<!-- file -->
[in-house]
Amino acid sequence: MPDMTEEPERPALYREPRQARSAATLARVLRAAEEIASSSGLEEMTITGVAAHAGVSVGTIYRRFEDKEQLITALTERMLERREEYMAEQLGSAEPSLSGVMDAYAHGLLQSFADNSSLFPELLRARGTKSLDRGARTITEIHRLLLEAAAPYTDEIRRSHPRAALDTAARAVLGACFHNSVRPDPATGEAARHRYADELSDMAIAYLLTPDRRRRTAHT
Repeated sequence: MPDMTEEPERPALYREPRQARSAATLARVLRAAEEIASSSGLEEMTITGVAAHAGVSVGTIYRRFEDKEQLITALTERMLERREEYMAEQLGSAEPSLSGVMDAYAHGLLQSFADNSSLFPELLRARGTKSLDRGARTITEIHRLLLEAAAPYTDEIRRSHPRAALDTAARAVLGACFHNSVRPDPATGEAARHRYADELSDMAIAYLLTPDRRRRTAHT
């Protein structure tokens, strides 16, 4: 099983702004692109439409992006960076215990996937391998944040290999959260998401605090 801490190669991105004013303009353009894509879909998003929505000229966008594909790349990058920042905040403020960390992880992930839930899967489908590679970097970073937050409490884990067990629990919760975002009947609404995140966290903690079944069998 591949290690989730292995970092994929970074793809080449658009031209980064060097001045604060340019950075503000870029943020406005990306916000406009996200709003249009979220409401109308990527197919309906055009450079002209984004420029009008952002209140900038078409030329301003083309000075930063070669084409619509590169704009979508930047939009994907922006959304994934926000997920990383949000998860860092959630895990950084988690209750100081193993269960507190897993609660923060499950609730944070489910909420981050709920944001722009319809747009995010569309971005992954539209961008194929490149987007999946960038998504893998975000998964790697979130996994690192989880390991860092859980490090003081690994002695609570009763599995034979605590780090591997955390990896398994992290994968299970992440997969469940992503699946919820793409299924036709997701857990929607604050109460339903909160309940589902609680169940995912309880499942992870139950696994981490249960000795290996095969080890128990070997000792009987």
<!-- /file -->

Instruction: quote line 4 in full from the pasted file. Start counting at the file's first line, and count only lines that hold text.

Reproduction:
């Protein structure tokens, strides 16, 4: 099983702004692109439409992006960076215990996937391998944040290999959260998401605090 801490190669991105004013303009353009894509879909998003929505000229966008594909790349990058920042905040403020960390992880992930839930899967489908590679970097970073937050409490884990067990629990919760975002009947609404995140966290903690079944069998 591949290690989730292995970092994929970074793809080449658009031209980064060097001045604060340019950075503000870029943020406005990306916000406009996200709003249009979220409401109308990527197919309906055009450079002209984004420029009008952002209140900038078409030329301003083309000075930063070669084409619509590169704009979508930047939009994907922006959304994934926000997920990383949000998860860092959630895990950084988690209750100081193993269960507190897993609660923060499950609730944070489910909420981050709920944001722009319809747009995010569309971005992954539209961008194929490149987007999946960038998504893998975000998964790697979130996994690192989880390991860092859980490090003081690994002695609570009763599995034979605590780090591997955390990896398994992290994968299970992440997969469940992503699946919820793409299924036709997701857990929607604050109460339903909160309940589902609680169940995912309880499942992870139950696994981490249960000795290996095969080890128990070997000792009987």